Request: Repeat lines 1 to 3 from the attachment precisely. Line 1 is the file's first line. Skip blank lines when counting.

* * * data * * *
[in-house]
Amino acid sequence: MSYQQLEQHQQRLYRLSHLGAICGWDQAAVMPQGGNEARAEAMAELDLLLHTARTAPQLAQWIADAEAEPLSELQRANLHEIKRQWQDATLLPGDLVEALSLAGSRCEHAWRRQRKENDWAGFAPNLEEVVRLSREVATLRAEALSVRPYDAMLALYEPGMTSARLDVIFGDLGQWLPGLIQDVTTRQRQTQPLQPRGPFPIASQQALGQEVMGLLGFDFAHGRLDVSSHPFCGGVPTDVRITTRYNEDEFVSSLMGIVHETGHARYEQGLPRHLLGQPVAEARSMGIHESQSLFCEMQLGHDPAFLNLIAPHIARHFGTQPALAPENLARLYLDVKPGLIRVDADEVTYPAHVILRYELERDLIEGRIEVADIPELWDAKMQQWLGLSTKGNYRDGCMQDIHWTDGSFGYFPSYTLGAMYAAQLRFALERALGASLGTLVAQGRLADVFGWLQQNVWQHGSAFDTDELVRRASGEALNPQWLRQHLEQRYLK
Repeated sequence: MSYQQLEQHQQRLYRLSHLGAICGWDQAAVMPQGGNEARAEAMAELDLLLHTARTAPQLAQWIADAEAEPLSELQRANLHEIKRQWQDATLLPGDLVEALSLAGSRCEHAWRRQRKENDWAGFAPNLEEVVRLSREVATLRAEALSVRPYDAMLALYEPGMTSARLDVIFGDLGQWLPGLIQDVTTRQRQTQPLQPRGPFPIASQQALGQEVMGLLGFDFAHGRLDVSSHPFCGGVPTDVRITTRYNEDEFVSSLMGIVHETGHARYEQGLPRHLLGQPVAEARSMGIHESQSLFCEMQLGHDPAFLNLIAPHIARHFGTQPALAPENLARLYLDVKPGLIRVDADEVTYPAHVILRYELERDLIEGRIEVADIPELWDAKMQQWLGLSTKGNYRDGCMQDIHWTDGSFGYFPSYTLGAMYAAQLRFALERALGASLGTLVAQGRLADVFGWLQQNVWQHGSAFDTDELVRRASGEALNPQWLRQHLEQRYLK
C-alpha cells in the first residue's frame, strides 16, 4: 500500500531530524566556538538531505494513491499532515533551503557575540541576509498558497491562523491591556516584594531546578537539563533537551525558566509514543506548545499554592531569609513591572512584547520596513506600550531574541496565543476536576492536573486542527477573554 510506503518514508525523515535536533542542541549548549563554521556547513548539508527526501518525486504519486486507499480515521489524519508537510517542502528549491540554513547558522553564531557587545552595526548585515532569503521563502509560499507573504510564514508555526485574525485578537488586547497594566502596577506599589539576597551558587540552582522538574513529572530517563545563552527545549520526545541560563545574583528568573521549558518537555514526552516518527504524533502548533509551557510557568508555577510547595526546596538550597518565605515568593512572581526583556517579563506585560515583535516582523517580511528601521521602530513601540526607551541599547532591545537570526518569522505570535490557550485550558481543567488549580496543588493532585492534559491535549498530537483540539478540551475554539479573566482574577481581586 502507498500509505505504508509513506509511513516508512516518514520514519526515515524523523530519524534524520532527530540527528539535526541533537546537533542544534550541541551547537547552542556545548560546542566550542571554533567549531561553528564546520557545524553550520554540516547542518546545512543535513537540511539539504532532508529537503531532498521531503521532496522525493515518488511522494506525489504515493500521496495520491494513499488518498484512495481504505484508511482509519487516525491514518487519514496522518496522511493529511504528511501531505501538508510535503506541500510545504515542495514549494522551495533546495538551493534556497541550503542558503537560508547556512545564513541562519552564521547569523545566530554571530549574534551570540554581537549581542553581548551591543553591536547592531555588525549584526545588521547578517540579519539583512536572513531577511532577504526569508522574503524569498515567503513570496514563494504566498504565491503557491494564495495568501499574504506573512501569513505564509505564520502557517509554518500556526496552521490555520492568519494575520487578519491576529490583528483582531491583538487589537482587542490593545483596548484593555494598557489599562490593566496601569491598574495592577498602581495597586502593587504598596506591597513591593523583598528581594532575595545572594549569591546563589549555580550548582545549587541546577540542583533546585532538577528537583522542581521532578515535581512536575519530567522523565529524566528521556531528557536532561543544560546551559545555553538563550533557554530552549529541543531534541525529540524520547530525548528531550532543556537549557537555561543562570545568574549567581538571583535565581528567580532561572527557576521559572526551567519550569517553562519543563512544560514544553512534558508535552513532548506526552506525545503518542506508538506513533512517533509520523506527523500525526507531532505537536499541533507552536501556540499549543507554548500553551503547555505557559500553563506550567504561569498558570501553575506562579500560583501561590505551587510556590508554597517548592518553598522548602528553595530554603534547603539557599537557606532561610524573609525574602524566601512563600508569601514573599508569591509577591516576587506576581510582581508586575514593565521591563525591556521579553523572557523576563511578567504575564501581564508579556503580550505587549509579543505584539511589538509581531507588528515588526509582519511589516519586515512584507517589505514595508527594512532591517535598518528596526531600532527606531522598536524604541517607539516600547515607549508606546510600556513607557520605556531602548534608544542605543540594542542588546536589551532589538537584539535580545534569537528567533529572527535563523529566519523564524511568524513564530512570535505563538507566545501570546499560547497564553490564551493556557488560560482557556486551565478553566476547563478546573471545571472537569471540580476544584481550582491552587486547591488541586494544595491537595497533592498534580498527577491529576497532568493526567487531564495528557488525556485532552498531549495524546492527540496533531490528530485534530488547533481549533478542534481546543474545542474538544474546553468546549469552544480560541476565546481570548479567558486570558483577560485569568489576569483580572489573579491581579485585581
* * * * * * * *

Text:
[in-house]
Amino acid sequence: MSYQQLEQHQQRLYRLSHLGAICGWDQAAVMPQGGNEARAEAMAELDLLLHTARTAPQLAQWIADAEAEPLSELQRANLHEIKRQWQDATLLPGDLVEALSLAGSRCEHAWRRQRKENDWAGFAPNLEEVVRLSREVATLRAEALSVRPYDAMLALYEPGMTSARLDVIFGDLGQWLPGLIQDVTTRQRQTQPLQPRGPFPIASQQALGQEVMGLLGFDFAHGRLDVSSHPFCGGVPTDVRITTRYNEDEFVSSLMGIVHETGHARYEQGLPRHLLGQPVAEARSMGIHESQSLFCEMQLGHDPAFLNLIAPHIARHFGTQPALAPENLARLYLDVKPGLIRVDADEVTYPAHVILRYELERDLIEGRIEVADIPELWDAKMQQWLGLSTKGNYRDGCMQDIHWTDGSFGYFPSYTLGAMYAAQLRFALERALGASLGTLVAQGRLADVFGWLQQNVWQHGSAFDTDELVRRASGEALNPQWLRQHLEQRYLK
Repeated sequence: MSYQQLEQHQQRLYRLSHLGAICGWDQAAVMPQGGNEARAEAMAELDLLLHTARTAPQLAQWIADAEAEPLSELQRANLHEIKRQWQDATLLPGDLVEALSLAGSRCEHAWRRQRKENDWAGFAPNLEEVVRLSREVATLRAEALSVRPYDAMLALYEPGMTSARLDVIFGDLGQWLPGLIQDVTTRQRQTQPLQPRGPFPIASQQALGQEVMGLLGFDFAHGRLDVSSHPFCGGVPTDVRITTRYNEDEFVSSLMGIVHETGHARYEQGLPRHLLGQPVAEARSMGIHESQSLFCEMQLGHDPAFLNLIAPHIARHFGTQPALAPENLARLYLDVKPGLIRVDADEVTYPAHVILRYELERDLIEGRIEVADIPELWDAKMQQWLGLSTKGNYRDGCMQDIHWTDGSFGYFPSYTLGAMYAAQLRFALERALGASLGTLVAQGRLADVFGWLQQNVWQHGSAFDTDELVRRASGEALNPQWLRQHLEQRYLK